Pssst, want to check out Rope in our new look?
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Well, I certainly liked it, but perhaps not as much as I first anticipated. The technique, of making the movie seem to have been shot in one long take, is interesting when it comes to maintaining pace and focus, while giving it the feeling of watching a theater play. James Stewart is suitably intense in the role as the nosy headmaster suspecting foul play from his two former diciples. A lot of the movie hinges on psychology heavily influenced by the short story The Tell-Tale Heart by Edgar Allan Poe, but also Crime and Punishment by Fjodor Dostojevsky. Then the internal psycological struggles become external in a kind of cat and mouse play between the two friends and the headmaster. There are many strengths to this story, obviously well directed and well acted, and it is perfectly well rounded as a singular unit of light suspense from start to finish. But see, there lies my problem, a unit of light suspense. The movie is very predictable and i don't really care for any of the characters. Actually I didn't mind wheather they got away with murder or not. The whole movie felt just like a mildly amusing (due to some funny dialogue) observation of highly skilled movie crafting. I admire it, but I was not moved by it.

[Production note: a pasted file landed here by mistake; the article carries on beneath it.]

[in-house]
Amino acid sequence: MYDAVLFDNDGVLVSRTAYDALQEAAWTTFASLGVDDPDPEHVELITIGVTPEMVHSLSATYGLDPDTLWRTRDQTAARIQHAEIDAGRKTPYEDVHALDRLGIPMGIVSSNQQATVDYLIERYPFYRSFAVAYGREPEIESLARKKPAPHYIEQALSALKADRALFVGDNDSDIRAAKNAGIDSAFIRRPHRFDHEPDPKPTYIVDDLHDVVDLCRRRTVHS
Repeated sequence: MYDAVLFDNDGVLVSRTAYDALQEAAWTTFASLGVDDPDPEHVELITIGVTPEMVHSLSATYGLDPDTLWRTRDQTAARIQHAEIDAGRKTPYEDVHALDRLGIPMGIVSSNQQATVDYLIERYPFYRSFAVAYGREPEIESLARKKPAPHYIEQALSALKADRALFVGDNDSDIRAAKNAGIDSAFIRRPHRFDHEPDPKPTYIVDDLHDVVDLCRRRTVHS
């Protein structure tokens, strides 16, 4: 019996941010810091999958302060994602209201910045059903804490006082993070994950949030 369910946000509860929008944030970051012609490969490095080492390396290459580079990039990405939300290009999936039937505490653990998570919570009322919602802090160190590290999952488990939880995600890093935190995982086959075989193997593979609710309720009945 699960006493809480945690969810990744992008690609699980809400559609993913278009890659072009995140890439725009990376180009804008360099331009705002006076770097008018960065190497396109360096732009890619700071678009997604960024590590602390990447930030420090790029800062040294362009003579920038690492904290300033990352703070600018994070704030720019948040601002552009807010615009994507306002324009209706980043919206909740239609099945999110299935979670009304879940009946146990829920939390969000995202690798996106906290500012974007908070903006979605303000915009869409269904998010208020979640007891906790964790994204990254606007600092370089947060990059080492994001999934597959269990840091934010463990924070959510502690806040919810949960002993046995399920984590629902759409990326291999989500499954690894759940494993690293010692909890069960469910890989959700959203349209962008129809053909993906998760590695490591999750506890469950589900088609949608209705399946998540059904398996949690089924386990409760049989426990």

Wonderful performances from John Dall and Farley Granger, with Hitchcock's perfectly perverse sense of humor. The scene with the swinging door into the kitchen is fabulous.
Beautiful movie. Great script. Acting is very theatrical. Brilliant long shots. Very amusing too
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In 9 official lists
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This movie ranks #36 in 1940s
This movie ranks #98 in BFI Flare's Best LGBT Films of All Time
This movie ranks #207 in 1001 Movies You Must See Before You Die
This movie ranks #276 in 500 Essential Cult Movies
This movie ranks #279 in Jonathan Rosenbaum's Essential Films
This movie ranks #369 in Have You Seen? A Personal Introduction to 1,000 Films
This movie ranks #443 in More Noirs from TSPDT
This movie ranks #469 in Amos Vogel's Film as a Subversive Art
This movie ranks #875 in They Shoot Pictures, Don't They?